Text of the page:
Former Madison journalist Dave Iverson is back with a moving memoir of caring for his mom
"Winter Stars" takes a look back at the time when Iverson tended for his centenarian mom.
When passionate Stanford University sports fan Adelaide Iverson threw out the first pitch at a Cardinals home game in 2006, the Stanford coach complimented her throwing arm.
Iverson was then 94.
A few years earlier, when she quit driving, Iverson took cabs to the Stanford campus and impressed a cabbie with her knowledge of the surroundings so much so that he asked, “Did you know Leland Stanford?”
Iverson hadn’t known the founder of Stanford University, who died in 1893.
But she was a force, having graduated high school at 16, college at 20. She’d been a teacher and president of the local chapter of the League of Women voters. Iverson had tutored women at the San Mateo County Jail. Not long after pitching at Stanford, she made phone calls to get out the vote for Barack Obama.
Yet around that time, Iverson’s bout of pneumonia — and some atypical moments of confusion — caused her son, the broadcast journalist and documentary filmmaker Dave Iverson, age 59, to move back in with his mother to help care for her.
“As she was 95,” Dave said recently, “I didn’t think it would be a decade-long experience.”
Adelaide lived to 105.
Iverson also couldn’t imagine that those 10 years would prove among the most exhausting, infuriating and richly rewarding of his life.
Or that they would lead him to write “Winter Stars,” to be published March 22, a memoir Publishers Weekly recently called “a deeply moving account” of the mother-son journey and the extraordinary caregivers who helped along the way. I will be discussing the new book with Iverson on April 12 at Mystery to Me bookstore.
Longtime Wisconsin residents will remember Dave Iverson. Having grown up in the San Francisco area, he joined Wisconsin Public Television in 1979. In 1991, Iverson began a nine-year run co-hosting WPT’s popular Friday night news show, “WeekEnd.”
He left the program to become executive director of the national Best Practices in Journalism project, a post he continued upon relocating back to the Bay Area in 2004, where he also hosted a show on KQED public radio.
Iverson was diagnosed with Parkinson’s disease in the early 2000s (as were his father and brother before him) and subsequently made two acclaimed documentary films dealing with the disease.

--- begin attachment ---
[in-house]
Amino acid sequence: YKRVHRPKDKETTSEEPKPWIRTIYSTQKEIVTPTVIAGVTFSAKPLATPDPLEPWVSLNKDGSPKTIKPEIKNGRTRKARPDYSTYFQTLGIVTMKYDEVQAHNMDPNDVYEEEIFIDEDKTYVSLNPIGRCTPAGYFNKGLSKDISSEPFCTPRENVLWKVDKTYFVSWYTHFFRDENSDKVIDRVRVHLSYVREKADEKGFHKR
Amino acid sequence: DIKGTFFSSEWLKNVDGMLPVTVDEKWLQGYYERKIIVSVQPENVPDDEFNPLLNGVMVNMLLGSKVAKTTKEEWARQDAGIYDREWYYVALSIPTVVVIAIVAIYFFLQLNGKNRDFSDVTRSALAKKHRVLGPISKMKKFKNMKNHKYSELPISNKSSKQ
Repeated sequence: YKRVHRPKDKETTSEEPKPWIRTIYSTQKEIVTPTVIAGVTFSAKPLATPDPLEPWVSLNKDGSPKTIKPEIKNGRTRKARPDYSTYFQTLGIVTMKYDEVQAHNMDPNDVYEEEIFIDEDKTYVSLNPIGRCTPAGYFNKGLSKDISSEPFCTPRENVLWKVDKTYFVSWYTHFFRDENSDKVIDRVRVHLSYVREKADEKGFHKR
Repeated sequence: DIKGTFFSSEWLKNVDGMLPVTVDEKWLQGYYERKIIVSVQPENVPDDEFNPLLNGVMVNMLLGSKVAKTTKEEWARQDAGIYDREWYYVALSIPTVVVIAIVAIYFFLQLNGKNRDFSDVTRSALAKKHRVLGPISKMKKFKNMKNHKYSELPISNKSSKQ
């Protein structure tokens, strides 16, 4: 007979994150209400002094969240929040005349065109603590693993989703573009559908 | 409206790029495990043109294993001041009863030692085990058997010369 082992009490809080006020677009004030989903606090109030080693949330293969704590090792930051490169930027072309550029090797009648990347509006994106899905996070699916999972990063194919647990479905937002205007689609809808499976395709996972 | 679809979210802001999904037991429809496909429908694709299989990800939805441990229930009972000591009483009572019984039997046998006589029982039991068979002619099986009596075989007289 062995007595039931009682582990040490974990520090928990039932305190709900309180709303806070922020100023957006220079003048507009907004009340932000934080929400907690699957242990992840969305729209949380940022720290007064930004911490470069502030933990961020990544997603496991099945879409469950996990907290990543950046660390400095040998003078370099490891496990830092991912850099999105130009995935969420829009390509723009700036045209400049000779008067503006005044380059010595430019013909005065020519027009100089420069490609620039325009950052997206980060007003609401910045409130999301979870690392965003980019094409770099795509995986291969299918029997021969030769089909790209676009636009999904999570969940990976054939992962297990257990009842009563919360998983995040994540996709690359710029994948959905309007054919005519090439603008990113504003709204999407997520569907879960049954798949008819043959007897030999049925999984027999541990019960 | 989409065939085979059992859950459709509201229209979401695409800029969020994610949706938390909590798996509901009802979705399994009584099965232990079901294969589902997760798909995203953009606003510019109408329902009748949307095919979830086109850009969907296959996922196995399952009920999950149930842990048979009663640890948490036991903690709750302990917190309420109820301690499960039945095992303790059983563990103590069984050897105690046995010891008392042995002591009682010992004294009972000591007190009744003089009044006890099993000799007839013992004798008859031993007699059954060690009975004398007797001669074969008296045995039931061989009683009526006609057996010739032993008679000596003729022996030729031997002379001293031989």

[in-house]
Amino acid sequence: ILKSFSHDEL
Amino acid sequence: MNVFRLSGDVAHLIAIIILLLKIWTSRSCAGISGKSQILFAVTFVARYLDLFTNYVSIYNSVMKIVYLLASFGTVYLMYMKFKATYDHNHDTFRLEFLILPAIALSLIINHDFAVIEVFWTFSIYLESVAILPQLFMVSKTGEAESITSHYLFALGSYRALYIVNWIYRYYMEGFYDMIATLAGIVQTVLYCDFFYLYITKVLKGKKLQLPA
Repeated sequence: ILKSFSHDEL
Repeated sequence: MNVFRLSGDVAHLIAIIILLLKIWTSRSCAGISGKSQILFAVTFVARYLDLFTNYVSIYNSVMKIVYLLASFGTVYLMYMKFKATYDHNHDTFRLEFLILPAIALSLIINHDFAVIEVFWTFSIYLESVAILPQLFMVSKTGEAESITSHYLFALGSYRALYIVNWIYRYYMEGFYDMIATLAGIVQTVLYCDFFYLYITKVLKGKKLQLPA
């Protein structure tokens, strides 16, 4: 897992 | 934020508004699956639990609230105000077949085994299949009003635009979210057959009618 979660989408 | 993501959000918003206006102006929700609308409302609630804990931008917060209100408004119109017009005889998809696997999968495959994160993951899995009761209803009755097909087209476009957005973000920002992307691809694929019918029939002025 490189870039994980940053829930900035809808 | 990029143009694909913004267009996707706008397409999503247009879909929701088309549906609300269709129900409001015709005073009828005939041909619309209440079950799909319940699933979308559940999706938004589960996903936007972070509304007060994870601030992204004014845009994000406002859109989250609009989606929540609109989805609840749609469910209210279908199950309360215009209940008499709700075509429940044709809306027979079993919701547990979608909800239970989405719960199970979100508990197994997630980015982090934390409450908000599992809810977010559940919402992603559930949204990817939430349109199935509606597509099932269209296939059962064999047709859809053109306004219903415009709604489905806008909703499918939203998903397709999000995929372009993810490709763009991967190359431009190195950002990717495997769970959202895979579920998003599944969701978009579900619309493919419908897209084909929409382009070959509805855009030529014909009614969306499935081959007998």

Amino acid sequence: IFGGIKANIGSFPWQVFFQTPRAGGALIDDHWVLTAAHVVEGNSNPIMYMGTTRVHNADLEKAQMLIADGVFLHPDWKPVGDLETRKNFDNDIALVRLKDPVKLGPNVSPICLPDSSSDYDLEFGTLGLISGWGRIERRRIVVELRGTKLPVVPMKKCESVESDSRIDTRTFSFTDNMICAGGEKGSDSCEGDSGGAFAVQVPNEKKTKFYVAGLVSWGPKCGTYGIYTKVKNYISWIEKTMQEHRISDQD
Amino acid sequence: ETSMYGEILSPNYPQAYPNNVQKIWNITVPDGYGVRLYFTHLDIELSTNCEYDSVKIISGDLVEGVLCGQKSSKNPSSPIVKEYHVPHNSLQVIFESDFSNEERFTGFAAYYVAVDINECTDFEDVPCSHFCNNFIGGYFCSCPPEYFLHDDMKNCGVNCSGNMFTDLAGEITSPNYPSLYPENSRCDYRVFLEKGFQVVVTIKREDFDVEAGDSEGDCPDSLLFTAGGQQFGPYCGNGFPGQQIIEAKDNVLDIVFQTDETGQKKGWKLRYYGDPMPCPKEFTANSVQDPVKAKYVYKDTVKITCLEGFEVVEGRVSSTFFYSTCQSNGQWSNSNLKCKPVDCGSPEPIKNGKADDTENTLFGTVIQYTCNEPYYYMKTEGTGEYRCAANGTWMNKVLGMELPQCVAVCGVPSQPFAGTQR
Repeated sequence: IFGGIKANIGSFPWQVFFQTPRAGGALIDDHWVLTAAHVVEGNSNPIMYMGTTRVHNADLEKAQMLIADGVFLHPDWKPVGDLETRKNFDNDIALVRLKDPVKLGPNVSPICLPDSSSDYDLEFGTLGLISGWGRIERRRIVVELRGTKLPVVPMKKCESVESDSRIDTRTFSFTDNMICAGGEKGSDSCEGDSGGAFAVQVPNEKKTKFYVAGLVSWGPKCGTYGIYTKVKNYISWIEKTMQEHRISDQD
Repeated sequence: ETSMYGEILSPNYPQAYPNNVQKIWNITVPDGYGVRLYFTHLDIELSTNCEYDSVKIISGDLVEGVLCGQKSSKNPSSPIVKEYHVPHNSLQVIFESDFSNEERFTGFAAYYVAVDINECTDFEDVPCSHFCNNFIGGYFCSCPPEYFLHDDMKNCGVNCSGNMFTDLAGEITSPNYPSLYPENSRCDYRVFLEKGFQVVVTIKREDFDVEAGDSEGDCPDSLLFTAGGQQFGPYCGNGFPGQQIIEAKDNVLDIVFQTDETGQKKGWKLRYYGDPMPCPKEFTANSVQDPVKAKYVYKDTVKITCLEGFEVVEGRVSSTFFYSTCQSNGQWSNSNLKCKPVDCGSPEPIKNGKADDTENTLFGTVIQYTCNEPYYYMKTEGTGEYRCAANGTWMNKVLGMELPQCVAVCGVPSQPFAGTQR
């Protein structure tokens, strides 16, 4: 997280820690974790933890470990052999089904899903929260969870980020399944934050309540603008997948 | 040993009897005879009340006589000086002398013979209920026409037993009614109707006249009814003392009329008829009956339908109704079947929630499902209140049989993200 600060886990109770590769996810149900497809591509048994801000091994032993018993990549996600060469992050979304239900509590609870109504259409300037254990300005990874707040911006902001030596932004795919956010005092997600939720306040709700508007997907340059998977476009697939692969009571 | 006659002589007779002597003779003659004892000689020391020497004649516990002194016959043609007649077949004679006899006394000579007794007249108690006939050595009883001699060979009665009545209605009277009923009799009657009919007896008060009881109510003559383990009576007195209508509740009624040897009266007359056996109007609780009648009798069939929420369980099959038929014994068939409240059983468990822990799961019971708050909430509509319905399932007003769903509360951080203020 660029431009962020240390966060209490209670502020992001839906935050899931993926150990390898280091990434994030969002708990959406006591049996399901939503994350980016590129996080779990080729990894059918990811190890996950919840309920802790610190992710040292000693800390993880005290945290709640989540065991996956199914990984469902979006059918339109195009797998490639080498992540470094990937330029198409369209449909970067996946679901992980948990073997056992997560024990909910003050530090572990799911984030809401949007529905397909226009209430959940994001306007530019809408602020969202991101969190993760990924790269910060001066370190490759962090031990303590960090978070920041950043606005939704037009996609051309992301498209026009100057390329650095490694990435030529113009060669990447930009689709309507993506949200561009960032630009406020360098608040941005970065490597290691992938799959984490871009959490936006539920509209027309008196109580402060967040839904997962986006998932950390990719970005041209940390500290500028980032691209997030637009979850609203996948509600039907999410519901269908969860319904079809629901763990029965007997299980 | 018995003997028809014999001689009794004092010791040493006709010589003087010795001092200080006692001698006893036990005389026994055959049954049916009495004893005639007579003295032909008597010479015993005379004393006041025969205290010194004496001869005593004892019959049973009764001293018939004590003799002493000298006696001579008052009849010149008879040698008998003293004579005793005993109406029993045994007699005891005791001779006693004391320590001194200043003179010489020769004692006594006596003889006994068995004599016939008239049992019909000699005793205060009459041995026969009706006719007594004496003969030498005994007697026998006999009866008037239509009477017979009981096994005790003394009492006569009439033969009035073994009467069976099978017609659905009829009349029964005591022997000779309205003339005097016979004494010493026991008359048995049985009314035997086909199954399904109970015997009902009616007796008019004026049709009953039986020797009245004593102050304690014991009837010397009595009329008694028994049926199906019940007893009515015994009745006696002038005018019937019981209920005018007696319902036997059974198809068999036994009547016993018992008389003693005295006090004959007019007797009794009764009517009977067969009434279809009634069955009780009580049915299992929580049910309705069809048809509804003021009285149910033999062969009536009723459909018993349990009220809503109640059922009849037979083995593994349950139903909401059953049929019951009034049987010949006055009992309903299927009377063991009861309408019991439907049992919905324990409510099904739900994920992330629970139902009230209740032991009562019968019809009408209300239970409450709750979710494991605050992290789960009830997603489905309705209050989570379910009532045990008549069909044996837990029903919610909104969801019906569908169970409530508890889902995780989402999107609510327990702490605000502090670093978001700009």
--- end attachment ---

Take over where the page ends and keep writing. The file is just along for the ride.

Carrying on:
The first, very personal, was 2009’s “My Father, My Brother and Me.” The second, was 2015’s “Capturing Grace,” which centered on a group of people with Parkinson’s who took dance classes and eventually staged a performance at the famed Mark Morris Dance Center in New York.
Iverson’s Parkinson’s has been slow-progressing and his medications have worked well.
“I’m extraordinarily lucky,” he says.
Having made the film about Parkinson’s in his family gave him insight into the power and pitfalls of telling such a personal story, as the tale of taking care of his mother would inevitably be.
“I thought it was important to tell the story in an unvarnished way,” Iverson says. “But it meant I had to get into some pretty gritty stuff. Could I do it in a way that was respectful and loving in the end? I wanted to be honest and true but also to honor this extraordinary person in my life.”
It’s a tale that involves diapers, urine samples, eventually dementia, but also love and laughter. Iverson shares some family backstory — including his wonderment upon discovering his buttoned-down dad’s racy wartime love letters to his mom — which gives context to his description of the last decade and makes it more powerful.
That caregiving story will benefit others, and it’s one the nation should hear.
“So often when you’re a caregiver you feel like you’re all alone,” Iverson says. “You’re the only one on the planet doing this. Which is absurd. But you feel isolated. I thought it was important to tell this story and bring a little more attention to our current crisis of eldercare. Someone turns 65 every eight seconds in this country and we’re not ready.”
The book’s heroes — not too strong a word — are the professional caregivers Iverson hires to assist him.
“Kind, resolute, energetic, funny, and immensely skilled women,” Iverson writes in the acknowledgments, saying they “brightened my mom’s life and mine — even when we were both cranky.”
Two of them, Sinai Latu and Eileen Khan, share the book’s dedication with Adelaide and Iverson’s wife, Lynn.
They’re immigrants, Latu from Tonga, Khan from Fiji.
“I learned so much from them,” Iverson said. “Not only caregiving and the art and skill that it requires, the devotion and love. Immigration has been such a torturous topic in this country for so long. It was good to get close to them and to see how much those individuals and cultures have to offer this country.”
Iverson’s work in the Parkinson’s space brought a friendship with the actor and Parkinson’s research advocate Michael J. Fox, who provided this assessment of the new book:
“’Winter Stars’ is a gift — a modern classic of frontier literature documenting the uncertain journey into the country of caregiving.”
COPYRIGHT 2022 BY MADISON MAGAZINE. ALL RIGHTS RESERVED. THIS MATERIAL MAY NOT BE PUBLISHED, BROADCAST, REWRITTEN OR REDISTRIBUTED.